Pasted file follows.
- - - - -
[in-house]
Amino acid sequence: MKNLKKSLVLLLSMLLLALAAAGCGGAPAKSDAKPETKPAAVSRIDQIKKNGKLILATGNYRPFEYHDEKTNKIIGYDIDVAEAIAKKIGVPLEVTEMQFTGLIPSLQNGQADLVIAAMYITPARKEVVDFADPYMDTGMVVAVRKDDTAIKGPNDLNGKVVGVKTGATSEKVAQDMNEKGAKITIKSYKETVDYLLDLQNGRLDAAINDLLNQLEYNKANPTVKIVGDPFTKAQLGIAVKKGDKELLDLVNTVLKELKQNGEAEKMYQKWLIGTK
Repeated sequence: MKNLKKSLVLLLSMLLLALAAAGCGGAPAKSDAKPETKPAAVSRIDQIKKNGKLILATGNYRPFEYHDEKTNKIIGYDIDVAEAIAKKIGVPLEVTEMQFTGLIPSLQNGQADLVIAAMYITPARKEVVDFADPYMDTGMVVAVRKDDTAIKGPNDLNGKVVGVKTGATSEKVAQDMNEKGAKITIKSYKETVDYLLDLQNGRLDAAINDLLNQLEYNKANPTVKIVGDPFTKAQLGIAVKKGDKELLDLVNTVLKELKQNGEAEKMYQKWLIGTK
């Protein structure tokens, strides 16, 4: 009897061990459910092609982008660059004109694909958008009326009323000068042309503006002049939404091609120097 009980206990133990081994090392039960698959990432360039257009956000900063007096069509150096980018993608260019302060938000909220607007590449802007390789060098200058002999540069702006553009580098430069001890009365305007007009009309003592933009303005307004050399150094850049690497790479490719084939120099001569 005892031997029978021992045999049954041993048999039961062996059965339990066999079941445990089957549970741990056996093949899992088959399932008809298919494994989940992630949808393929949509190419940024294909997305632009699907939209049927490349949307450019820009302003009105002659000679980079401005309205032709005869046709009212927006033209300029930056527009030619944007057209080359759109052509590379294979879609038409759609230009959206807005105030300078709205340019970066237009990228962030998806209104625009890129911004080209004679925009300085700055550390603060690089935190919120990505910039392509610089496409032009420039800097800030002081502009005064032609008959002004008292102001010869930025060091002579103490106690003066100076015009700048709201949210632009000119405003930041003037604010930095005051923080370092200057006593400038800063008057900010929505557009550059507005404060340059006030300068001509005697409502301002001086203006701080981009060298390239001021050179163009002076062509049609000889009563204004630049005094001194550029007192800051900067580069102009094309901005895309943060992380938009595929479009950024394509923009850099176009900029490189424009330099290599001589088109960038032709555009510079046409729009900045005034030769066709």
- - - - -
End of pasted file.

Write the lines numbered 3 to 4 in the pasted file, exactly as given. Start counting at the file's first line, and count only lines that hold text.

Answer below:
Repeated sequence: MKNLKKSLVLLLSMLLLALAAAGCGGAPAKSDAKPETKPAAVSRIDQIKKNGKLILATGNYRPFEYHDEKTNKIIGYDIDVAEAIAKKIGVPLEVTEMQFTGLIPSLQNGQADLVIAAMYITPARKEVVDFADPYMDTGMVVAVRKDDTAIKGPNDLNGKVVGVKTGATSEKVAQDMNEKGAKITIKSYKETVDYLLDLQNGRLDAAINDLLNQLEYNKANPTVKIVGDPFTKAQLGIAVKKGDKELLDLVNTVLKELKQNGEAEKMYQKWLIGTK
């Protein structure tokens, strides 16, 4: 009897061990459910092609982008660059004109694909958008009326009323000068042309503006002049939404091609120097 009980206990133990081994090392039960698959990432360039257009956000900063007096069509150096980018993608260019302060938000909220607007590449802007390789060098200058002999540069702006553009580098430069001890009365305007007009009309003592933009303005307004050399150094850049690497790479490719084939120099001569 005892031997029978021992045999049954041993048999039961062996059965339990066999079941445990089957549970741990056996093949899992088959399932008809298919494994989940992630949808393929949509190419940024294909997305632009699907939209049927490349949307450019820009302003009105002659000679980079401005309205032709005869046709009212927006033209300029930056527009030619944007057209080359759109052509590379294979879609038409759609230009959206807005105030300078709205340019970066237009990228962030998806209104625009890129911004080209004679925009300085700055550390603060690089935190919120990505910039392509610089496409032009420039800097800030002081502009005064032609008959002004008292102001010869930025060091002579103490106690003066100076015009700048709201949210632009000119405003930041003037604010930095005051923080370092200057006593400038800063008057900010929505557009550059507005404060340059006030300068001509005697409502301002001086203006701080981009060298390239001021050179163009002076062509049609000889009563204004630049005094001194550029007192800051900067580069102009094309901005895309943060992380938009595929479009950024394509923009850099176009900029490189424009330099290599001589088109960038032709555009510079046409729009900045005034030769066709």